1-8 of 8 results  for:

  • All : Opera for all x
  • Performance Venues x
Clear all

Article

Beseda  

John Tyrrell

Link , ed.: Beseda: český salonní tanec [The beseda : a Czech salon dance] (Prague, 1863, 6/1939; Fr. trans., 1863) F. Bonuš : Český salonní tanec beseda, jeho historie a tvůrci [The Czech salon dance beseda , its history and creators] (Prague, 1971) J. Tyrrell : Czech Opera (Cambridge, 1988), 226–8 J. Tyrrell , ed. and trans.: Zdenka Janáčková: My Life with Janáček (London, 1998), 67–8

Article

Percy M. Young, Edmund A. Bowles, Charles Edward McGuire and Jennifer Wilson

typically retained more modest forces. All festivals, however, copied the Westminster commemoration concerts’ programmes: for several decades, Handel’s Messiah was frequently the only oratorio performed whole at morning sacred concerts. Other sacred concerts featured selections from Handel’s oratorios, as well as his anthems and concertos, mixed with works by other composers, such as movements from a mass or an anthem. Evening secular concerts opened and closed with a symphony or an opera overture and featured arias and ensembles from operas that were in vogue and concertos

Article

Jehoash Hirshberg

other venues include the Ein Karem Music Centre, Dormition Abbey and the Scottish Church (St Andrew's), and there are also firework displays over the walls of the old city and other free outdoor events. The festival has had no clear artistic policy. Nearly every year a large-scale opera production, such as the Arena di Verona's Aida , is imported as an outdoor spectacle. The festival has regularly responded to salient changes in taste, demonstrated in its sponsorship of performances of Japanese and Indian music ( 1991 ), Moroccan trance-art ( 1994 ) and concerts given

Article

were all Bulgarian (including Dobri Hristov, Angel Bukureshtliev, and Emmanuel Manolov). The idea for an established music summer festival first emerged in 1949 , but was carried out in 1957 under the name Varna Summer Festival. In 1964 the world’s first International Ballet Competition was included in the Festival. Since 1984 , for the first time in Bulgaria, an International Summer Academy was organized as part of the Festival. Since 1993 the Festival has occurred concurrently with scholarly conferences. The Festival now includes many activities: opera, symphony

Article

Katherine K. Preston and Michael Mauskapf

lectures each week. After the Civil War, the orientation of the lyceum series (now called “star courses”) shifted from education to entertainment; each local series of 10 or 12 events now included concerts (by solo instrumentalists, singers, opera companies, orchestras, and bands) in addition to lectures. But as individual lyceums all over the country attempted to engage performers and lecturers of national reputation, the organizational structure broke down. In the late 1860s, in response to the resulting chaos, two national lyceum booking agencies emerged: the Boston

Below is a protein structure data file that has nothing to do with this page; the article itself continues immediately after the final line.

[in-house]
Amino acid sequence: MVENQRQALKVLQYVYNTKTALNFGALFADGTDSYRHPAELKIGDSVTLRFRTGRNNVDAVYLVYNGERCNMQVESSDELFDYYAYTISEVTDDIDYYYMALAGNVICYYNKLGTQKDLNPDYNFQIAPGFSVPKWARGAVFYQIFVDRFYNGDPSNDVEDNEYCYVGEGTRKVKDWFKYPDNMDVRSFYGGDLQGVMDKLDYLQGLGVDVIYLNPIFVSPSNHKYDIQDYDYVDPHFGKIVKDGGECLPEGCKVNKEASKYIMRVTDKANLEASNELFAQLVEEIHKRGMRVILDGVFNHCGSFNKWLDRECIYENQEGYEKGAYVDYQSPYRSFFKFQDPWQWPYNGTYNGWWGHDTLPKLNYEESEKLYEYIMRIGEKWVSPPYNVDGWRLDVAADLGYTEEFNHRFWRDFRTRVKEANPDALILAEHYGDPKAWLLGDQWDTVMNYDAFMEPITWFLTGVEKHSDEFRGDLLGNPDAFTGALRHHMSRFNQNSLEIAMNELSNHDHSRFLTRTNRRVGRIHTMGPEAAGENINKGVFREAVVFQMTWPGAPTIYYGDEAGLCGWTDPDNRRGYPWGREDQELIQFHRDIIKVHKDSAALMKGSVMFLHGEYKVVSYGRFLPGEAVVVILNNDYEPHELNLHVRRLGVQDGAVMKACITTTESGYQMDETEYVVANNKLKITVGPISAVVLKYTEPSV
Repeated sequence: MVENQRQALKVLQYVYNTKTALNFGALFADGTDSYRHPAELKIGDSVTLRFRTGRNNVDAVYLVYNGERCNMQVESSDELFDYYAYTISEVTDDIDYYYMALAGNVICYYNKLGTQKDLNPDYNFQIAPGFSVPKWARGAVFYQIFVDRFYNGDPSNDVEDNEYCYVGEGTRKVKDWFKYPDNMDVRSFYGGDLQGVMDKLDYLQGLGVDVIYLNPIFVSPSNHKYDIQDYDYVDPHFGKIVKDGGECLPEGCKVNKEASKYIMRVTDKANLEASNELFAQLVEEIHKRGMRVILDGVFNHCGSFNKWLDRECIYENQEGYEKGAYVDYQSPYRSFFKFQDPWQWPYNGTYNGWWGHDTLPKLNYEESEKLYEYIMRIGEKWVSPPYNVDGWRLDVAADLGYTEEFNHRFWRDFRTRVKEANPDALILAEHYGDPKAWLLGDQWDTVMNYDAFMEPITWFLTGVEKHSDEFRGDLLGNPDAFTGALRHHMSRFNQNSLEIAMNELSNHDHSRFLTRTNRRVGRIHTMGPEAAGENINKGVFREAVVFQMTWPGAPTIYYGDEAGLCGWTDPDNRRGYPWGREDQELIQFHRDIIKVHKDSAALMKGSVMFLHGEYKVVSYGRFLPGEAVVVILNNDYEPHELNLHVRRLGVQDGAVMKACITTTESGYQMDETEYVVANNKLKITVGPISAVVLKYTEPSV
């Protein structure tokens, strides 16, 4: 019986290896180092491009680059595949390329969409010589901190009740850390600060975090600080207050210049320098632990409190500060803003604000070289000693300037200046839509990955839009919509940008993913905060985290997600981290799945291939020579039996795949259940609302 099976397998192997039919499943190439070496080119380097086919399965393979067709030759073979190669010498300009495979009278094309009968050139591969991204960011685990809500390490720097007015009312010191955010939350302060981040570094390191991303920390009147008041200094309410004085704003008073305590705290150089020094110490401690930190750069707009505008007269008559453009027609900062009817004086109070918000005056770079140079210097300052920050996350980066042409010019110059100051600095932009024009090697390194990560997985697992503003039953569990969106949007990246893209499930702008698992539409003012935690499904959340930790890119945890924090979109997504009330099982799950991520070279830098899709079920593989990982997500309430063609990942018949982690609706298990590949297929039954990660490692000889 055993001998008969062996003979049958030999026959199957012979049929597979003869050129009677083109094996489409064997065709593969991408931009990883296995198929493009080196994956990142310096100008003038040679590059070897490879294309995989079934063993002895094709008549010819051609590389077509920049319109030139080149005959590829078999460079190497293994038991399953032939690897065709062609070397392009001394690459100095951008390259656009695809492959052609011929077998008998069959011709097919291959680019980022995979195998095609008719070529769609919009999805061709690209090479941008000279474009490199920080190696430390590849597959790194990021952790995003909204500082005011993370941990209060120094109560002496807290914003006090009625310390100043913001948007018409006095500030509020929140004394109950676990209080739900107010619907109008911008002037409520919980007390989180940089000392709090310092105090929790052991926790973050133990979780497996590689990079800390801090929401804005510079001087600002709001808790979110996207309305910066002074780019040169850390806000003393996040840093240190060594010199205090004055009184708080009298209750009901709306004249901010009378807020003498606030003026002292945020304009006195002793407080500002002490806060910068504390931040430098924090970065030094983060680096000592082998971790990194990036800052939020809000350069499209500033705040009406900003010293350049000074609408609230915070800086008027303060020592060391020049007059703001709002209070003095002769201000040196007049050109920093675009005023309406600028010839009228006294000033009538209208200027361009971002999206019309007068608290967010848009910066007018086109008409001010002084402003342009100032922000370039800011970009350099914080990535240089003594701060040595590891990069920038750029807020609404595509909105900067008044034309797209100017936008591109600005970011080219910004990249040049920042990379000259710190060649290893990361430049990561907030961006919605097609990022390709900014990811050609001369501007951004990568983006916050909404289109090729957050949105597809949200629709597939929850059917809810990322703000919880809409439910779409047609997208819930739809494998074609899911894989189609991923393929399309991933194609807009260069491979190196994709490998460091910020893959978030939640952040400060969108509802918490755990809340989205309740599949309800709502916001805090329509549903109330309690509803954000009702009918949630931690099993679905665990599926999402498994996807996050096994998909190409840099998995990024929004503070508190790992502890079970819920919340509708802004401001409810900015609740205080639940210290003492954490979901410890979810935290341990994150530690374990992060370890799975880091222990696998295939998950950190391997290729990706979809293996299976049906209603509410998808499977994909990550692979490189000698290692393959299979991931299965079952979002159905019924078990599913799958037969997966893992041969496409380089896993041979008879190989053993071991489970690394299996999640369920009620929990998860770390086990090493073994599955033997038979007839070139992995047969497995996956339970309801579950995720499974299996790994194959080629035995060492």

Article

NPR  

Timothy M. Crain

venture (the Public Radio Satellite System), making it possible for non-NPR shows to get national distribution. Musical programming on NPR has been vital to its mission of cultural advancement from the beginning. Several programs produced by NPR include All Songs Considered , Jazz Profiles , NPR World of Opera , and The Thistle & Shamrock . Other productions distributed by NPR include From the Top , Piano Jazz , and Sunday Baroque . In November 2007 the website NPR Music was launched as a subsidiary of NPR to offer podcasts, live concert webcasts, reviews

Article

Noël Goodwin

English Bach Festival An annual series of concerts, opera productions and other events, which has regularly exceeded the implications of its title. It was founded in 1963 by Lina Lalandi, the Greek-born harpsichordist and singer. She originally based the festival in Oxford, making use of several notable university and other buildings. In 1968 six additional concerts were held in London, where a majority of the festival events has since taken place. From the outset the joint artistic directors were Lina Lalandi and Jack Westrup; in 1971 Lalandi became sole

Article

David Gilbert

reason to want to leave Paris. The ability to construct a correct fugue and to obey mechanically the rules of counterpoint and harmony are not sure signs of a creative musical talent. The final round was a test of reasonable length on which to judge a contestant's ability to write opera, but the assigned text and the form it imposed tended to inhibit creativity. The competition was a rite of passage for generations of French composers, providing some with official standing, public recognition and, most importantly, monetary support early in their careers. The list